As a virus variant sweeps Europe, a look at lessons for the rest of the world.

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The coronavirus variant first detected in Britain is now spreading in at least 114 countries, and nowhere are its devastating effects as visible as in Europe, where thousands are dying each day and already-battered economies are being hit by new restrictions on daily life.

The variant, known as B.1.1.7, is not only more contagious than the virus’s initial form, but is also deadlier.

With the mutation now propelling a surge in cases in Europe — the epicenter of the pandemic last spring — an interactive article by The New York Times’s graphics team outlines the toll that the B.1.1.7 variant is taking on the continent, and lessons that it might offer the world.

Having surged in Britain starting in December, the variant also seeded outbreaks across the continent, but many went unnoticed behind an overall drop in cases. Those outbreaks have since ballooned, and B.1.1.7 has crowded out other versions of the virus, becoming dominant in more than a dozen European countries.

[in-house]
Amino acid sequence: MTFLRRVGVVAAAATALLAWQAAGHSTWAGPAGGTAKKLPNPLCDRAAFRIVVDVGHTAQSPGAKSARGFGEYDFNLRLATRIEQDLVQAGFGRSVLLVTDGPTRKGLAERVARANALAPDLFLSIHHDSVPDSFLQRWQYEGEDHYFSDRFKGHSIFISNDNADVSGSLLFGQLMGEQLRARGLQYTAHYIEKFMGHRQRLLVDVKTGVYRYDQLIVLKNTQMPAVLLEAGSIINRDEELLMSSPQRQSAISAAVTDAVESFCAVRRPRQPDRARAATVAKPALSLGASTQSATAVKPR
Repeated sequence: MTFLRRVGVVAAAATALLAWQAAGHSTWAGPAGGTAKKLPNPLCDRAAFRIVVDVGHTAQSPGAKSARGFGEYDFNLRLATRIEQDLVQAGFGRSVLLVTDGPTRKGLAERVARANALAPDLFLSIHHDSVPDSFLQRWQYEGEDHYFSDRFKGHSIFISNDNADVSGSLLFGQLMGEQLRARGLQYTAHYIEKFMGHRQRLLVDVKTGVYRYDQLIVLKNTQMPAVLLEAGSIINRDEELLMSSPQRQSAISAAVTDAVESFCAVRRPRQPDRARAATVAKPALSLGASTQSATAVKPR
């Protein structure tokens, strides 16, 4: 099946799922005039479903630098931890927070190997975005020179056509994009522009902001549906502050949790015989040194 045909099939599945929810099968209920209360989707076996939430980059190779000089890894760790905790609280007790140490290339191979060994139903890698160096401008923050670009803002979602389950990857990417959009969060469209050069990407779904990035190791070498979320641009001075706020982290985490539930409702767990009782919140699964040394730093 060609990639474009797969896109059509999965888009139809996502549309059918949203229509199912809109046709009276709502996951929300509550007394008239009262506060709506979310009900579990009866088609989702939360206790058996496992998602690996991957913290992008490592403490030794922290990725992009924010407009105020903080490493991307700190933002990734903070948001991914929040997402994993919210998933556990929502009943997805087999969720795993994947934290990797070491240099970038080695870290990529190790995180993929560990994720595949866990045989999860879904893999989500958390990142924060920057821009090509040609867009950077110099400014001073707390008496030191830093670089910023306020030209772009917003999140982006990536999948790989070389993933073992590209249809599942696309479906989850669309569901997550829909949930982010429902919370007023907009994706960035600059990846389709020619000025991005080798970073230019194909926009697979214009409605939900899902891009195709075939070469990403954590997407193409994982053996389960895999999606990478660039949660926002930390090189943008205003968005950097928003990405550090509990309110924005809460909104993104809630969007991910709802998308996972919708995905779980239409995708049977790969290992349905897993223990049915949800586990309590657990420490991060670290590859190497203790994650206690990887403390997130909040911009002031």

Despite watching the B.1.1.7 variant wallop Britain, lawmakers in continental Europe were slow to react. In late January, President Emmanuel Macron of France defied calls from his scientific advisers for new restrictions. Now, daily cases have doubled, hospitals are swelling with patients and Mr. Macron has imposed a third national lockdown.

“What’s surprising to me is how many countries didn’t anticipate what B.1.1.7 would bring,” said Devi Sridhar, a professor of global public health at the University of Edinburgh in Scotland. “People underestimated it, instead of saying we should learn from what’s happening in the U.K.”